Hedging is a strategy used as a means of removing or at the very least reducing the uncertainty of exchange rate fluctuations on your portfolio returns. The method you employ to hedge your portfolio will depend on a variety of factors.
The first step in choosing a hedging strategy is to quantify your exposure.
For the sake of simplicity let’s assume you have converted A$ 110,000 into US$ 100,000 (based on an exchange rate of AUD/USD 0.9091) in order to purchase a US equity portfolio of US$ 100,000. What is your exposure? What if the value of your US portfolio falls to US$ 90,000 or rises to US$ 110,000? What about interest earned or dividends received? How long do you plan to hold this US$ denominated portfolio?
These important but simple questions indicate that hedging is often not simply a set and forget strategy. It needs to be monitored regularly.
Once you have calculated your exposure, you will need to determine how much of this exposure you wish to hedge. This decision will be a function of your tolerance for risk and the cost of protection. More conservative investors will hedge 100% of their exposure, while others will choose not to hedge the full amount or not to hedge at all.
Once the exposure is identified and the amount of protection has been decided, you have a choice of forward exchange contracts (FECs) and currency options or a combination of both.
Before any decision is made, understanding the characteristics of FECs and currency options is important:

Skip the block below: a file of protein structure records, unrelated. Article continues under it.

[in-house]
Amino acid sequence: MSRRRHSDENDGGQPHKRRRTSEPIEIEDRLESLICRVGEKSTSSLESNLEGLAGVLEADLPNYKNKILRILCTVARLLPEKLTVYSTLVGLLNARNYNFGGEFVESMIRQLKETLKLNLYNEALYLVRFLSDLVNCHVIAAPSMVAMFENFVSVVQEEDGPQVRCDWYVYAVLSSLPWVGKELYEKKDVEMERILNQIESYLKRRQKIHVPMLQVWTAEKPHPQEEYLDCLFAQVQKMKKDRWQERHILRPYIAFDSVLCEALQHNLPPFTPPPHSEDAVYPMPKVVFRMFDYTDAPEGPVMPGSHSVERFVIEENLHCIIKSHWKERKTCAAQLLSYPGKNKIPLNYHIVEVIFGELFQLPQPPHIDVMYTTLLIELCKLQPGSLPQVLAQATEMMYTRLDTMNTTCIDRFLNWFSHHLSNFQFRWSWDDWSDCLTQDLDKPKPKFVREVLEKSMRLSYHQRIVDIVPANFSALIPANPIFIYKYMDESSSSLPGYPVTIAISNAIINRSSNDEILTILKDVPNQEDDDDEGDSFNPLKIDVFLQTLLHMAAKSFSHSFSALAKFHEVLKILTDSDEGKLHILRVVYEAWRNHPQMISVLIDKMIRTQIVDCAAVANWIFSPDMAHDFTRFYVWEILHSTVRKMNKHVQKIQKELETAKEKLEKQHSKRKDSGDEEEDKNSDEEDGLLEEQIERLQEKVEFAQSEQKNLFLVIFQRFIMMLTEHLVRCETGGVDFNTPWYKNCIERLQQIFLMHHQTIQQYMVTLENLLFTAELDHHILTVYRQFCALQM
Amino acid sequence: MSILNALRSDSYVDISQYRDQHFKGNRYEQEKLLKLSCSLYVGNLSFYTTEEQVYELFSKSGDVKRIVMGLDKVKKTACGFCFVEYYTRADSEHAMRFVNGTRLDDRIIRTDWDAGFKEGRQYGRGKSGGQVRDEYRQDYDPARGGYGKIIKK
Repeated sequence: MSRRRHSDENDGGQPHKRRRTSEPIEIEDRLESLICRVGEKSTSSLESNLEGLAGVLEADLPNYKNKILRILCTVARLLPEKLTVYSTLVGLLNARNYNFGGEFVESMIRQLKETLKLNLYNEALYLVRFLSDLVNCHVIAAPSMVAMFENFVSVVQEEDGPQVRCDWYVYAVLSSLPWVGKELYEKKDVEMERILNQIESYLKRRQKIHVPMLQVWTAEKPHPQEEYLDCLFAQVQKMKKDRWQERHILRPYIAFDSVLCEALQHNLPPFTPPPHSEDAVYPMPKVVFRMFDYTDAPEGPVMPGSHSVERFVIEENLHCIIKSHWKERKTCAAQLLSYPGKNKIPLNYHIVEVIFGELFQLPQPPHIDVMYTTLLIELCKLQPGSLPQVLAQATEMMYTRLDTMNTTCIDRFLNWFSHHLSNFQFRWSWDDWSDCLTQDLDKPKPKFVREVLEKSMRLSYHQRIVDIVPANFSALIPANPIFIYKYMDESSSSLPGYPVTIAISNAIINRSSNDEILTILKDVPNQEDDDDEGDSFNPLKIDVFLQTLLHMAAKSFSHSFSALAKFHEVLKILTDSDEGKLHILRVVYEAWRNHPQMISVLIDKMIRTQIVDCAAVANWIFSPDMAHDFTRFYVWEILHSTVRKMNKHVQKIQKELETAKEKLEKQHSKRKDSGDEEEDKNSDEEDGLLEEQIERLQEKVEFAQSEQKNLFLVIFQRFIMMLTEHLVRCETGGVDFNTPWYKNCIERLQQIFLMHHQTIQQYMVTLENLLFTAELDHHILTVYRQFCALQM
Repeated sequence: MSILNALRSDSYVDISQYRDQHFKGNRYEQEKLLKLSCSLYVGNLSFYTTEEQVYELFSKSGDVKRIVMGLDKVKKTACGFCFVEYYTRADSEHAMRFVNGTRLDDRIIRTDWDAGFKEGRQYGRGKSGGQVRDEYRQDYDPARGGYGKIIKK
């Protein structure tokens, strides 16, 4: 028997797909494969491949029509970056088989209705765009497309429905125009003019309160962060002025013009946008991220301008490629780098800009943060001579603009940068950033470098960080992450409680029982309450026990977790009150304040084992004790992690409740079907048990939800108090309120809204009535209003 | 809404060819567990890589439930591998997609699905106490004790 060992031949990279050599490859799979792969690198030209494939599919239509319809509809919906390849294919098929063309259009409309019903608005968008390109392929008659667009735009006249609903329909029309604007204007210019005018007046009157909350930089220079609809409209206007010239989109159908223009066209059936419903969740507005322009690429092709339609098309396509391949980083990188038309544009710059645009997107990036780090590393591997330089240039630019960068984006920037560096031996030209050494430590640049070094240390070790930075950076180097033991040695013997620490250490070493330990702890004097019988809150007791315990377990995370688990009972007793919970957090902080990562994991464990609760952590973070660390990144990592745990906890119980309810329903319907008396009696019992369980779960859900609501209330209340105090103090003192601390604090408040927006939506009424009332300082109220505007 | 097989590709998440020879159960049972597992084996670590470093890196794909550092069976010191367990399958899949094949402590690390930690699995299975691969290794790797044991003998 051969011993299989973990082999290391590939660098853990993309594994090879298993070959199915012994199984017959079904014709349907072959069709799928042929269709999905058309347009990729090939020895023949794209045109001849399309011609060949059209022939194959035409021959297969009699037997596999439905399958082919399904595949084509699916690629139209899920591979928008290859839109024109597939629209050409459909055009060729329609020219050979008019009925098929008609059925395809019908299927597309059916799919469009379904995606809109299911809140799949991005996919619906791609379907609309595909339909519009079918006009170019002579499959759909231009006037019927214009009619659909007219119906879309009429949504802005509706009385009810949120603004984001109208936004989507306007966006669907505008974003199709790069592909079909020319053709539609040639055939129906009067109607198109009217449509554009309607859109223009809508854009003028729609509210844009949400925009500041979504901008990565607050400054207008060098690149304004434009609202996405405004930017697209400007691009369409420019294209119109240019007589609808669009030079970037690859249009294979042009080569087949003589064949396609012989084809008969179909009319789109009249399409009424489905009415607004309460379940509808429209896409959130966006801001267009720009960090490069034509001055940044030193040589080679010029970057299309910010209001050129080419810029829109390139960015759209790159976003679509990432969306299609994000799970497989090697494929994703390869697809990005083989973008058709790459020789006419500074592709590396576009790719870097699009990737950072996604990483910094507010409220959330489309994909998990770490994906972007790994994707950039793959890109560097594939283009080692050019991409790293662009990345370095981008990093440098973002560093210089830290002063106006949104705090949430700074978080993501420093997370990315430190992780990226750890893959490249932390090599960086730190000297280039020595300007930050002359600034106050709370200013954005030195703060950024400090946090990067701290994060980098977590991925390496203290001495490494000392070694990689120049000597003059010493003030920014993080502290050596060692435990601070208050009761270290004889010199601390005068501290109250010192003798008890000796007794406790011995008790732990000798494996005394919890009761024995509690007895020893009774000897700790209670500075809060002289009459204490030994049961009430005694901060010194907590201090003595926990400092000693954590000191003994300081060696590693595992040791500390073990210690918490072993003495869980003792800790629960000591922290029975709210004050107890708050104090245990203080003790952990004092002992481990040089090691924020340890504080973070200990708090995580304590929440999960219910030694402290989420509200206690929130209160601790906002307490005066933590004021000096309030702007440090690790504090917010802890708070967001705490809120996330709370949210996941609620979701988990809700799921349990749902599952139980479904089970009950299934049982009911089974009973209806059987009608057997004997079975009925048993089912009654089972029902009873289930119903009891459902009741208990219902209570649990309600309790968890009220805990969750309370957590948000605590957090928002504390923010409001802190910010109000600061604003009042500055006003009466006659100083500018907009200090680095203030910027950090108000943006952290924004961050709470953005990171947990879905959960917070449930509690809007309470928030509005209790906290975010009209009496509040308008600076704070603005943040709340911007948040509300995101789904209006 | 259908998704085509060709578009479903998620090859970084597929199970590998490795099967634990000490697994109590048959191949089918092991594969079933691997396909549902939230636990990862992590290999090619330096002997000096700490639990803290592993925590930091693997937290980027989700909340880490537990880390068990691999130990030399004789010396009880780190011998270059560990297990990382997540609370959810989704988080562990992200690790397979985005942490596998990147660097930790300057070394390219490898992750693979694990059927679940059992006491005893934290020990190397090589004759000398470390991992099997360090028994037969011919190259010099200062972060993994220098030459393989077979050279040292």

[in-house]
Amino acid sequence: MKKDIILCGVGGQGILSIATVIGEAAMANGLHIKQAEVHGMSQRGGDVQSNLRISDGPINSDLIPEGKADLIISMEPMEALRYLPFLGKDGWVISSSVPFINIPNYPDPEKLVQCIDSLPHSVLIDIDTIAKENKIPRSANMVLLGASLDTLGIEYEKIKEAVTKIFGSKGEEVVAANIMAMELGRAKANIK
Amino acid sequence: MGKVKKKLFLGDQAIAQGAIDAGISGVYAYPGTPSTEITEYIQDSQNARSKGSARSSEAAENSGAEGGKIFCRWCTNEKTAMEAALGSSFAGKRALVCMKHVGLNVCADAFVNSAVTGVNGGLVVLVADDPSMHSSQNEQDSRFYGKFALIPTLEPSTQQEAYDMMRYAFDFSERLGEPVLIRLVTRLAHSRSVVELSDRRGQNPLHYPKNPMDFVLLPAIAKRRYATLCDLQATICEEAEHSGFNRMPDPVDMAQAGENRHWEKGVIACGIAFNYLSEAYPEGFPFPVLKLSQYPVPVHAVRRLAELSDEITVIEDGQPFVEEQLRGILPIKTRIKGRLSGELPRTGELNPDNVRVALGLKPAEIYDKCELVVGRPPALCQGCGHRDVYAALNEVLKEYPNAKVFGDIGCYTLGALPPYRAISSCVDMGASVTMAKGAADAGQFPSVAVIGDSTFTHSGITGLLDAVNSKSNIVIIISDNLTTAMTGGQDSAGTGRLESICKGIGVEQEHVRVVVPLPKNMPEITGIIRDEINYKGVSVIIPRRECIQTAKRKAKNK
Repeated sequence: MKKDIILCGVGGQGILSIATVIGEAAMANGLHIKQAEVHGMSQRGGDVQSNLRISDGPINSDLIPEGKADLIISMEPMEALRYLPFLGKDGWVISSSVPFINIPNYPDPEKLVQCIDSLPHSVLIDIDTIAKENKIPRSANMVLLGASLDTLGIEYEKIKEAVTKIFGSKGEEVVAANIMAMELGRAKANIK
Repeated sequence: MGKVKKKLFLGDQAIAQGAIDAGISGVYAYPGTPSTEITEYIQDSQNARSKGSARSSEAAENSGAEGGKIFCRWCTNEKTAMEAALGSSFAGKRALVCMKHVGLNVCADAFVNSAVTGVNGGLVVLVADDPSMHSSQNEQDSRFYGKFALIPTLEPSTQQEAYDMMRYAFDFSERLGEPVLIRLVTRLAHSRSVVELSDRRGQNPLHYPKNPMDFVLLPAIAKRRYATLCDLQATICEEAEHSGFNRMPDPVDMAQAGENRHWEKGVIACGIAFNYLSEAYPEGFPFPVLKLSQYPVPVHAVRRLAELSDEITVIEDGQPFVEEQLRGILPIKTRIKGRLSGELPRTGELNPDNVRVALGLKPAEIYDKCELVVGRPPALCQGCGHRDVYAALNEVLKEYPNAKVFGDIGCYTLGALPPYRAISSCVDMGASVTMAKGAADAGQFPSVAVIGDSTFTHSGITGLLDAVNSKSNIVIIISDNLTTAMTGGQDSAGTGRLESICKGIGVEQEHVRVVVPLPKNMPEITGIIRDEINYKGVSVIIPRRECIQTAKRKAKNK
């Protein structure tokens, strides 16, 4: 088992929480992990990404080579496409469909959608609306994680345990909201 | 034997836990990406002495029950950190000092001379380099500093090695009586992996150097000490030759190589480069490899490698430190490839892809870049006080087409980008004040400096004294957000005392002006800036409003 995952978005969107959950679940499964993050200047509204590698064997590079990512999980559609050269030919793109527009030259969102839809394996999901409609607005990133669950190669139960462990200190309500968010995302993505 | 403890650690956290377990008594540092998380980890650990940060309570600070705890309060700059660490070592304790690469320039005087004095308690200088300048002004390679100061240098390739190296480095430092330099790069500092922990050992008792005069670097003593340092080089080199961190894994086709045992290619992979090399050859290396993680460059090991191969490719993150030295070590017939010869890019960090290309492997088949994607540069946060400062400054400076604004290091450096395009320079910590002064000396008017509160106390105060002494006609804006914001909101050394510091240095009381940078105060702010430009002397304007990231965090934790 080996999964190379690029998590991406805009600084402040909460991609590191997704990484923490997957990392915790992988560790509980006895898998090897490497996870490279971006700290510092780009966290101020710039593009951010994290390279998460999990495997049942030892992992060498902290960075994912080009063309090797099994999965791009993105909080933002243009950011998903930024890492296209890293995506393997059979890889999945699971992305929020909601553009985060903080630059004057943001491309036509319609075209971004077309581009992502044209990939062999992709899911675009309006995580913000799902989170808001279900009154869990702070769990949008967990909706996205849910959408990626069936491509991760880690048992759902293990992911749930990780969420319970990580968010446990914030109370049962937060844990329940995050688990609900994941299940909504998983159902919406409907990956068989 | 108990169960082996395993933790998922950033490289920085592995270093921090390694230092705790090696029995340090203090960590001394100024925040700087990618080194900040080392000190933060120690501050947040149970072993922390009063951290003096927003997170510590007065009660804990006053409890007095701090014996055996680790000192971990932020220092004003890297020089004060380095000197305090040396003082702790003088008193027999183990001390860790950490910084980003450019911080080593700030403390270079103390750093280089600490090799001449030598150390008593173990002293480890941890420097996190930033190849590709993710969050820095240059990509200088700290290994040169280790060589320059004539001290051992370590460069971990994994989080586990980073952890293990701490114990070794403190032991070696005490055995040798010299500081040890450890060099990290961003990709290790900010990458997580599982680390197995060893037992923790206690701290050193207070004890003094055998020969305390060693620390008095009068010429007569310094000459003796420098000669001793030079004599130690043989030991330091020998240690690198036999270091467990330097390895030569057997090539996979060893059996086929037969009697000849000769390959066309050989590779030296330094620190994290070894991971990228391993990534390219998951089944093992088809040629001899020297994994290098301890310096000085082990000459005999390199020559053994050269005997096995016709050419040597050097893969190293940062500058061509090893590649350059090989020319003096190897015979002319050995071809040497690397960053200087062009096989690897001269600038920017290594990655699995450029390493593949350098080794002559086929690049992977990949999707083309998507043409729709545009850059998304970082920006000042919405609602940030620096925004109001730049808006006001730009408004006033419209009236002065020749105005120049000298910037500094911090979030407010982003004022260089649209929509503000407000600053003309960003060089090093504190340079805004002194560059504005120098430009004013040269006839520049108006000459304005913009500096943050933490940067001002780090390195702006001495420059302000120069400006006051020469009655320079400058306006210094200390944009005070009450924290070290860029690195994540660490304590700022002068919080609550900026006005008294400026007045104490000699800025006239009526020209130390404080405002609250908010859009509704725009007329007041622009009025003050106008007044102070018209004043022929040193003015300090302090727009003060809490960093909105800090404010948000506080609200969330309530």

– The purchase of an option will require a payment of a premium up front while a FEC does not;
– An option allows you to profit from favourable movements in the exchange rate while protecting you from adverse exchange rate moves. A FEC also eliminates adverse risk but does not allow you to participate in any favourable exchange rate movement; and
– An option needs only be exercised if profitable while you must deliver or close out an FEC.
Let’s consider the following where we look at the implications of an appreciation in the AUD against the USD.
Assume the following market rates:
Spot AUD/USD 0.9150
6 month FEC rate 0.8915
6 month AUD call (US$ put) with an out of the money (OTM) strike at 0.9300 at 1.96% premium cost of the US$ amount.
In six months time the AUD/USD has appreciated to 0.9500.
If you had sold US$ 100,000 FEC at 0.8915 as a hedge, you would receive A$ 112,170.50 in six months time. Compare this with an amount of A$ 105,263.16, (i.e. US 100,000 at AUD/USD 0.9500) if you were unhedged.
If you elected to purchase the OTM option rather than doing a FEC or leaving the position unhedged, the premium cost would have been US$ 1,960.00 (or A$ 2,142.08 at AUD/USD 0.9150). As the exchange rate in six months time is higher than strike price of 0.9300, you exercise the option.
The effective rate achieved is USD 100,000 / AUD 105,384.80 (US$ 100,000 converted at 0.9300 less A$ 2,142.08 premium paid) or 0.9489. Only a slight improvement than the current rate of 0.9500.
Clearly in this scenario the outright purchase of the FEC is vastly superior to the OTM option.
In six months time the AUD/USD has depreciated to 0.8500.
If you had sold US$ 100,000 FEC at 0.8915 as a hedge, you would receive A$ 112,170.50 in six months time. Compare this with an amount of A$ 117,647.06, (i.e. US 100,000 at AUD/USD 0.8500) if you were unhedged.
If you elected to purchase the OTM option rather than doing a FEC or leaving the position unhedged, the premium cost would have been US$ 1,960.00 (or A$ 2,142.08 at AUD/USD 0.9150). As the exchange rate in six months time is lower than strike price of 0.9300, you would not exercise the option as entering at the current market price is more advantageous.
The effective rate achieved is USD 100,000 / AUD 115,504.98 (US$ 100,000 converted at 0.8500 less A$ 2,142.08 premium paid) or 0.8658. This is a significantly better rate than the FEC.
In summary, the decision of what hedging alternative to use is similar to buying insurance. You need to evaluate which hedging strategy provides the appropriate level of protection at the most acceptable cost.